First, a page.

Feature Stories

Pinpointing Contaminant Exposure in a Virtual Home

interior of living room and kitchen in home with student in lab coat amongst various testing materials

The UTest house is a 1300 ft2 manufactured home located at the J.J. Pickle Research Campus at the University of Texas at Austin. The house is a three bedroom/two bathroom home built with conventional materials and has two independent HVAC systems, one in the attic space and one in the belly space beneath the home.

June 25, 2014

Because of the widespread use of phthalates in the environment and the potential for detrimental effects on human health, an urgent need exists to identify the most predominant sources and pathways of exposure. Methods to measure concentrations of chemicals in humans, known as bio-monitoring, can be costly and burdensome. CAEE researchers created a model of a hypothetical residential house with adjustable airflow systems to illustrate how phthalates released by a specific source might be predicted.  They developed an innovative micro-chamber method to quickly measure parameters needed for the model.

Phthalates are a class of chemicals used in numerous consumer products, including floor and wall coverings, car interior trim, clothing, gloves, footwear, wire insulation, artificial leather, and toys. Data from the Centers for Disease Control and Prevention suggest that more than three-quarters of the U.S. population may be exposed to these suspected endocrine disrupting chemicals. Children experience 2 to 10 times greater exposure than do adults.  

Assistant Professor Ying Xu and graduate students Yirui Liang and Chenyang Bi built on an earlier model that described how benzylbutyl phthalate (BBzP) and diethylhexyl phthalate (DEHP) are released from vinyl flooring into air and sorbs strongly to adsorbs strongly interior surfaces (e.g., walls, ceilings, windows, cloth, and furniture) and suspended particles.  They developed a novel method to measure key model parameters controlling phthalate emissions to air, which significantly reduced the test duration from several months (using conventional methods) to less than three days.  The research team conducted actual measurements in the UTest house to validate and refine the model; the UTest house is a 3 bedroom, 2 bath full-scale research house located at the J.J. Pickle Research Campus.

To test which parameters might change the amount of phthalate exposure through different routes, the researchers varied model parameters such as the amount of ventilation and velocity of air moving through a home. They concluded that a fan pushing air through the house would cause more skin contact with phthalates by increasing the release rate from vinyl surfaces to indoor air.  Air flow from fans also thins the boundary layer of air adjacent to skin, thus making it easier for phthalates from air to contact skin.  In addition, the researchers found that temperature has a great influence on phthalate emissions; an increase of room temperature from 20°C to 30°C can increase human inhalation exposure to phthalates by an order of magnitude.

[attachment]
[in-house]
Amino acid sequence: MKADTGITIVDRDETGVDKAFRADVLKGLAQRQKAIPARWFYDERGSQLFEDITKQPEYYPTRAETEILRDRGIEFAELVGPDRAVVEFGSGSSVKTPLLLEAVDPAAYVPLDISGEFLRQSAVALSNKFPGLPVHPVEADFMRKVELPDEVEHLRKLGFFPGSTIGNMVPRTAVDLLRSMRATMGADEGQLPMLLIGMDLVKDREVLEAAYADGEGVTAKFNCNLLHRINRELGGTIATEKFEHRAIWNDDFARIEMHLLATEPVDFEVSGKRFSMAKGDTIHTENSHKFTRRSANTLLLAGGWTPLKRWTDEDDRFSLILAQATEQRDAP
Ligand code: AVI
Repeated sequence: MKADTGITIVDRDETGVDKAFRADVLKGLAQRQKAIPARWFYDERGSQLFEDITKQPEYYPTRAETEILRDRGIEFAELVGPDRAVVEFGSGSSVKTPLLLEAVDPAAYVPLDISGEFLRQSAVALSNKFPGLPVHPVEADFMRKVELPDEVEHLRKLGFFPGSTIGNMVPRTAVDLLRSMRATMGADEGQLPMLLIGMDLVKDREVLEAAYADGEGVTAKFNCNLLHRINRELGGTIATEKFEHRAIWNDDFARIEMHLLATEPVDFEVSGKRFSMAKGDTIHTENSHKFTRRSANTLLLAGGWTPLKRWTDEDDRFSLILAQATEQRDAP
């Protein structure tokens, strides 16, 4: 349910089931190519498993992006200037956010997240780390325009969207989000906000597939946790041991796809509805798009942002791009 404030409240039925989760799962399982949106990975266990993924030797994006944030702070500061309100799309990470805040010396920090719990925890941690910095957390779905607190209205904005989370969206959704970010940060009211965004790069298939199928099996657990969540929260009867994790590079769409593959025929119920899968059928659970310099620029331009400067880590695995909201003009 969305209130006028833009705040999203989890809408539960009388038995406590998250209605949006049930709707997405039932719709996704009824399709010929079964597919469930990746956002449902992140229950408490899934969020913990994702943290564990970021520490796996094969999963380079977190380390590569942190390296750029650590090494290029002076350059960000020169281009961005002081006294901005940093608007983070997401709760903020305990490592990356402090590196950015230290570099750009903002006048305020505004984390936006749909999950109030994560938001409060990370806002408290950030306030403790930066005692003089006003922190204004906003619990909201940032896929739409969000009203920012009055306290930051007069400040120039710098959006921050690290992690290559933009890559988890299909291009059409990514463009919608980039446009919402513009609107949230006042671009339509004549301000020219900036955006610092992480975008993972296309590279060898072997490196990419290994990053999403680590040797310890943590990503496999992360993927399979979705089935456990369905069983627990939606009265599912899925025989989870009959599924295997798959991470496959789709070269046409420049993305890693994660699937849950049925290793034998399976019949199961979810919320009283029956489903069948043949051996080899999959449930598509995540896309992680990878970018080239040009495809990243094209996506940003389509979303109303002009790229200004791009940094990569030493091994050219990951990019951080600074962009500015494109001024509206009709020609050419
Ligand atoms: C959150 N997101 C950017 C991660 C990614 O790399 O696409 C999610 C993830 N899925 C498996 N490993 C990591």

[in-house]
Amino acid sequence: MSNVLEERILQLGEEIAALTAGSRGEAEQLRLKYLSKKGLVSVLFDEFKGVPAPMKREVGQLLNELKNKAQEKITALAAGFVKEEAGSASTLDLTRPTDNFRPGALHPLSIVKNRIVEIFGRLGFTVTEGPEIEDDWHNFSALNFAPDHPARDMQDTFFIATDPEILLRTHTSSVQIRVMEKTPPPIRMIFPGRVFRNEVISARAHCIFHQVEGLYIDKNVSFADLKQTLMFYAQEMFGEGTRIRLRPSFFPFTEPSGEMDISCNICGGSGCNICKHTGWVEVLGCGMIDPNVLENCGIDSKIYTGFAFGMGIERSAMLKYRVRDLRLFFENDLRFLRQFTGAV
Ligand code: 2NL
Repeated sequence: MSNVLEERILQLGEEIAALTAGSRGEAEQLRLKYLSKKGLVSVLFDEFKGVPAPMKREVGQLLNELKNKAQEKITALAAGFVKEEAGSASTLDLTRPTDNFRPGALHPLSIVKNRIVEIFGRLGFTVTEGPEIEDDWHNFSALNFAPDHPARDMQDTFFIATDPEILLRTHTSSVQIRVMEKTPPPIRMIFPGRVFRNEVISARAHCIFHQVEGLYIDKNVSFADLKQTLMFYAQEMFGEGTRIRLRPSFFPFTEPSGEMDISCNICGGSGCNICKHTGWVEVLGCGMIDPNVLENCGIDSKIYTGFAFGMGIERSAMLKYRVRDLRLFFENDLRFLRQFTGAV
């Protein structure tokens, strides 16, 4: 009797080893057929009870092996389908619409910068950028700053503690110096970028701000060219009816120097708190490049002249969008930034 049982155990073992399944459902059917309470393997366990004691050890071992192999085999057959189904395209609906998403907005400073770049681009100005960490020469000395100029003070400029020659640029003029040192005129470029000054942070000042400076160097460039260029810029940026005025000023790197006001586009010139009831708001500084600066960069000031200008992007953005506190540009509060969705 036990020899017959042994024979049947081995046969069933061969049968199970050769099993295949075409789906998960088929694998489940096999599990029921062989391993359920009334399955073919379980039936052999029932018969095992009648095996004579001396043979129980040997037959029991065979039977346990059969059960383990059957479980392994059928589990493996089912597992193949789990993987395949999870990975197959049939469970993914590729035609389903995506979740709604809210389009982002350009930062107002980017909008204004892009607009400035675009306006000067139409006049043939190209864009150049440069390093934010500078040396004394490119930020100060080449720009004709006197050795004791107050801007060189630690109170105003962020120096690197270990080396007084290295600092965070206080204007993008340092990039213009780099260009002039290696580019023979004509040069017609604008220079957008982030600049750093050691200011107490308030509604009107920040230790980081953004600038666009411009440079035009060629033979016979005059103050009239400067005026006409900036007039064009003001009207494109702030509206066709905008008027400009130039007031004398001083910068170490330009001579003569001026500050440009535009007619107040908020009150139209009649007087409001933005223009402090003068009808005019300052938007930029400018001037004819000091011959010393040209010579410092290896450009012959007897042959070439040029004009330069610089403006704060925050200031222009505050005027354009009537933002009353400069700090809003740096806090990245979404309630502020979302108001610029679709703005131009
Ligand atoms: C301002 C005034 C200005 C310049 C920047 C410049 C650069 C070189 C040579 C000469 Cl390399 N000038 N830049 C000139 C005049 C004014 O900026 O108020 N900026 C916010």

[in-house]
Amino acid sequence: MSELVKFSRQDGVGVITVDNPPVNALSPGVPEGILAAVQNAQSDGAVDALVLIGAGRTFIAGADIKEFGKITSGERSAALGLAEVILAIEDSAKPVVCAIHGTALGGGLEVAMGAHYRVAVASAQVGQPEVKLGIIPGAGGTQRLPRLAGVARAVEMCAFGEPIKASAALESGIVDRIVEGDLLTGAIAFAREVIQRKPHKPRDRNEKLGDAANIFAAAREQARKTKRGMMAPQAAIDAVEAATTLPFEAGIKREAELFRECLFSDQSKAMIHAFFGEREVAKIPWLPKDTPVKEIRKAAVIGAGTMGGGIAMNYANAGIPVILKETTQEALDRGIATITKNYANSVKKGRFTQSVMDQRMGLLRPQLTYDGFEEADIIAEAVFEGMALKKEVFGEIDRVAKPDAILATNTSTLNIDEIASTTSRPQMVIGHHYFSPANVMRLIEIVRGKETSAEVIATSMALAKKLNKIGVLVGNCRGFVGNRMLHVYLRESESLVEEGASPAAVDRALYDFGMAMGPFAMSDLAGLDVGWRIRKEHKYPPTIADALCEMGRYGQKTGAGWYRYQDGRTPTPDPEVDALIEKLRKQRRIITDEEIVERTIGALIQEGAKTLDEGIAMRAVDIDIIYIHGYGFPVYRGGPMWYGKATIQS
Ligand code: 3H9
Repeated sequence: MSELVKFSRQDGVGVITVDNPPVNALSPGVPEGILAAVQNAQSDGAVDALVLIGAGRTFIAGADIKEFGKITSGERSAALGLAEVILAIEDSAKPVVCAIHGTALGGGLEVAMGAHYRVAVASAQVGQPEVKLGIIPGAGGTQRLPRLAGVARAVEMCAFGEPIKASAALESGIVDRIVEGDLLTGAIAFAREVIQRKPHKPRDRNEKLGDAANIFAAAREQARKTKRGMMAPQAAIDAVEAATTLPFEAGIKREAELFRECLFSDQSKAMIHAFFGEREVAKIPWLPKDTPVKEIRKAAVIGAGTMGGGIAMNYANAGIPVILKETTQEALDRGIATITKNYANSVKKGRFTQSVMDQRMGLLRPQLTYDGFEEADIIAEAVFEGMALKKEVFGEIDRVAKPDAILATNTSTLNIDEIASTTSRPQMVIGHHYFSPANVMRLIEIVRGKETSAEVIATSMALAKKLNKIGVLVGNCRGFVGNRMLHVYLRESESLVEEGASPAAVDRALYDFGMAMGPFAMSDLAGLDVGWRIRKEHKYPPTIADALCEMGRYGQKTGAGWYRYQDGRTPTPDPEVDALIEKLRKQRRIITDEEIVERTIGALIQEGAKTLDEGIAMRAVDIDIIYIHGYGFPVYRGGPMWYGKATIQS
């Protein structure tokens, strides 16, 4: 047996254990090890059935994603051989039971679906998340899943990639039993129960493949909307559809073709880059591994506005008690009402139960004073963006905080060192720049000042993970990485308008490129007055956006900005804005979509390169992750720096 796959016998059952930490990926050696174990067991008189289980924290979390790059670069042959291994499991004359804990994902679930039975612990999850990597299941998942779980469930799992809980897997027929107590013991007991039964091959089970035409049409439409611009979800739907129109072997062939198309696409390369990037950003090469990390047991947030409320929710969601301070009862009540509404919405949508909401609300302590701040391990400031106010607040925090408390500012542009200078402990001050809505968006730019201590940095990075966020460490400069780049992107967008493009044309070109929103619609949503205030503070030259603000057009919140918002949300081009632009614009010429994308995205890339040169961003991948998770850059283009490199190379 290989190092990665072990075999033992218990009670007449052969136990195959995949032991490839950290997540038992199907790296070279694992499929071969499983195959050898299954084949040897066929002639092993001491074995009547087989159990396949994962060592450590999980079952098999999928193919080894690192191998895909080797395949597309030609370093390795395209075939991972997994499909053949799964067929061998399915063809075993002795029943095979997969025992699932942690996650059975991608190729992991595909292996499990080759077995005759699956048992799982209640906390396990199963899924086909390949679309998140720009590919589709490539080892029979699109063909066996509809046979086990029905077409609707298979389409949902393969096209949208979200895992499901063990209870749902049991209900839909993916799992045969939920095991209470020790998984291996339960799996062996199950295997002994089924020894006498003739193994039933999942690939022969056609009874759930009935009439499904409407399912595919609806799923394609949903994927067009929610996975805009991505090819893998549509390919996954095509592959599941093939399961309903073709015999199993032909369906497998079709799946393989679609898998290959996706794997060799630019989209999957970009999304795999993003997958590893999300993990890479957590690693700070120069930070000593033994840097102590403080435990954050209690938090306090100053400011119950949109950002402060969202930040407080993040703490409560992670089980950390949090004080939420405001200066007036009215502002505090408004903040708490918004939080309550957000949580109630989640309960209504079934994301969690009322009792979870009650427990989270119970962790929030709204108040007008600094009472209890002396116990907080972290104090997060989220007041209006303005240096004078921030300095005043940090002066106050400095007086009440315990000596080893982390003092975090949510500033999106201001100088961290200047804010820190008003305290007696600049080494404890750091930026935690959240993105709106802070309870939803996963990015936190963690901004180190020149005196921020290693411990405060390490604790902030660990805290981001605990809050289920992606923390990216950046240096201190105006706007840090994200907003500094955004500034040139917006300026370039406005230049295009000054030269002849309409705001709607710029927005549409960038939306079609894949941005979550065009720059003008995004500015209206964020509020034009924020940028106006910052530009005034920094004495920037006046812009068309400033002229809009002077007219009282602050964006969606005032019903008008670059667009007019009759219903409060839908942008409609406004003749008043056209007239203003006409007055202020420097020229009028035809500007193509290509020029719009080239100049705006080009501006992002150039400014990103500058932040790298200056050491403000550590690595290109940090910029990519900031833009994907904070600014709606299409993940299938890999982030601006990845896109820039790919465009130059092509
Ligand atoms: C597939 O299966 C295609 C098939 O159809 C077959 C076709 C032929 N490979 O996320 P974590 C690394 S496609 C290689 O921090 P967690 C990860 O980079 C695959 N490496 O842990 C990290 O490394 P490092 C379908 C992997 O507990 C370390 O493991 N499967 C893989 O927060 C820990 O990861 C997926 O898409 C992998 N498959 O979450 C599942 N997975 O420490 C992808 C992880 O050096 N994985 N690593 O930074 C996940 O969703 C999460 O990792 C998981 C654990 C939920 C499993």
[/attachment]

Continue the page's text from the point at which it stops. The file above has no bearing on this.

The team’s research efforts indicate that levels of phthalates measured in adults and children may result in part from contact with surfaces such as clothing and dust that adsorb high concentrations of phthalates. Furthermore, phthalate exposures arising from a single product (vinyl flooring) may differ by as much as 40 times depending on indoor environmental conditions such as temperature, home ventilation rates, and more. This variability underscores the wide range of potential exposures across the population, and the uncertainty of relying on human bio-monitoring alone to identify the most harmful sources.
Although their work to date focuses on vinyl flooring, the fundamental approach that Dr. Xu and her students have developed will be generalizable to a host of materials and products emitting various endocrine disrupting chemicals. The research provides an effective and economical way to identify the most important sources of phthalate exposure in the general population. It will be of value to architects and engineers who wish to specify low-emitting materials for use in healthy buildings, and allow the use of validated models for developing standards of product environmental performance or green labels.